HOA board resigns after $60K Special Assessment Dispute

A Community Association Manager’s Perspective on Recent
Villas of Carillon HOA Developments in Florida

As a licensed Community Association Manager in Florida, I’ve been closely monitoring recent issues affecting homeowners associations (HOAs) in our state. The situation at Villas of Carillon highlighted the need for transparency regarding reserve funding requirements under Chapter 720 of Florida Statutes.

The board at Villas of Carillon resigned after proposing a $60K special assessment due to confusion over reserve funding laws, which only apply to condominium associations of 3+ stories per Chapter 718. However, Chapter 720 does not contain the same requirements for HOAs. As managers, we must clearly explain the distinction between associations governed by Chapter 718 versus 720.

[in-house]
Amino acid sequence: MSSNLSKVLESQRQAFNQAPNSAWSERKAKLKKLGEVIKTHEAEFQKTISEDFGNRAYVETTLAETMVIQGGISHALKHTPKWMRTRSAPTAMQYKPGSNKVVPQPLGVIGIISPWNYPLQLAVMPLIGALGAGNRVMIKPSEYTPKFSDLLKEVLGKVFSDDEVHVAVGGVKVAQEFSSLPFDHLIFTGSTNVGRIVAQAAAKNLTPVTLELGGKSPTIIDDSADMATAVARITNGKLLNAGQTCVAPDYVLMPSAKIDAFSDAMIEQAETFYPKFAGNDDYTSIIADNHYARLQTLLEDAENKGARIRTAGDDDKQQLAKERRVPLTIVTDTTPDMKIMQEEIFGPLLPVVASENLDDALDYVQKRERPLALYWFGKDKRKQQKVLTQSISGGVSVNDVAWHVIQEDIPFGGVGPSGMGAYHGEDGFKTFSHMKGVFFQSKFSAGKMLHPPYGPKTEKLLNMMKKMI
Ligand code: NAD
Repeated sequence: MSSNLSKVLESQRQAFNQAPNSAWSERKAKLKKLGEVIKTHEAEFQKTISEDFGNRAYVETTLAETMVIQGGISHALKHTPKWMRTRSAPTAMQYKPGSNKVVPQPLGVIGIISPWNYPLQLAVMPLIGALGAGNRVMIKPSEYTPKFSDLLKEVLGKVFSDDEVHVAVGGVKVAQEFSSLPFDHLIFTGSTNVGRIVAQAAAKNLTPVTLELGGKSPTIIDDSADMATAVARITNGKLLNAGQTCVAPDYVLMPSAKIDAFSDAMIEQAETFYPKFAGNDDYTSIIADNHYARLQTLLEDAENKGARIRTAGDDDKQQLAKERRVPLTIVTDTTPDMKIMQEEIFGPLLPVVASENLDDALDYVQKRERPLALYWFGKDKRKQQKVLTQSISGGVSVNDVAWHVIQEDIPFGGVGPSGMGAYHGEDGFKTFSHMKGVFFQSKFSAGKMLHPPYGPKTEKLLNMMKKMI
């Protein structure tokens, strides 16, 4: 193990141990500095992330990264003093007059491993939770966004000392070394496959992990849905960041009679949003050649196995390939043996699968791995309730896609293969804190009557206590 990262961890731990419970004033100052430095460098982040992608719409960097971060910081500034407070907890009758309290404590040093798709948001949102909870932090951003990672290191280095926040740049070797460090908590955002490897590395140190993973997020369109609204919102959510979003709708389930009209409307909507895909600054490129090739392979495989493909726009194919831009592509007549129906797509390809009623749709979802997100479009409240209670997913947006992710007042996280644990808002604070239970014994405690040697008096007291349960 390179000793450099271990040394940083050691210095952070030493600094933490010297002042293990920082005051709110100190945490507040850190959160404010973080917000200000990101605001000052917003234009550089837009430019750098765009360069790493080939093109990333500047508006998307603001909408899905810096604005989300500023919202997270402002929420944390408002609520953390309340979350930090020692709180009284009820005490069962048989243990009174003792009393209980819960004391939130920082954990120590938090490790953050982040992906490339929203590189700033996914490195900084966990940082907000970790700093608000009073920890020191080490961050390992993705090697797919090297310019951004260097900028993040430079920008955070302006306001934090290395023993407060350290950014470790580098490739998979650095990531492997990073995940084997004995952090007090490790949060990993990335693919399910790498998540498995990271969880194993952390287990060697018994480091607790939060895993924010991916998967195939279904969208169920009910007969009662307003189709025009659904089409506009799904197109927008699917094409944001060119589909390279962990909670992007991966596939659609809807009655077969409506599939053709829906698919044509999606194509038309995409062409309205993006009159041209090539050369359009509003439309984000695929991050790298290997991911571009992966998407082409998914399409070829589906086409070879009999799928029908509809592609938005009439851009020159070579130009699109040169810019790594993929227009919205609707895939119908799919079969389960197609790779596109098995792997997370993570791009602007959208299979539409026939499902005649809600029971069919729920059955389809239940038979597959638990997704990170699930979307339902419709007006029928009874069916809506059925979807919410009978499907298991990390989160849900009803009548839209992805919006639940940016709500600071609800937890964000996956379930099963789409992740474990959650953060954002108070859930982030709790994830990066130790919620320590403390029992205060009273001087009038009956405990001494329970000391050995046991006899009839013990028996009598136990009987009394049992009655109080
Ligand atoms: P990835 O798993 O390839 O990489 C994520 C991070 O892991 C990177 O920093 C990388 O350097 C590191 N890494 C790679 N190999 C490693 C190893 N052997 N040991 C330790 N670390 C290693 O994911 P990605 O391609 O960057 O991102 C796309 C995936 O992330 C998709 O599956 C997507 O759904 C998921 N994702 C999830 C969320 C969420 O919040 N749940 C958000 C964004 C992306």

Certified Reserve Specialist Patricia Staebler also clarified that per Chapter 720, associations only need to fully fund their annual reserve budget, not achieve 100% funding of total estimated replacement costs over 30 years. Fully explaining these nuances can prevent future conflicts like those seen at Villas of Carillon.

Additionally, skyrocketing insurance rates pose challenges for HOAs and condo associations alike per Chapter 627 of Florida Statutes. Steep premium increases disproportionately impact fixed-income residents. As CAMs, advocating for competitive quotes and exploring alternatives is prudent to maintain affordable costs for homeowners as required by Chapter 720.

Overall, these situations highlight the importance of CAMs staying informed on Florida property and insurance laws, namely Chapters 617, 627, 718 and 720. We must clearly educate boards and residents on statutory requirements to facilitate transparent governance, fiscal responsibility and avoid future disconnects through professional property management.

If you were a board member would you have resigned?

 

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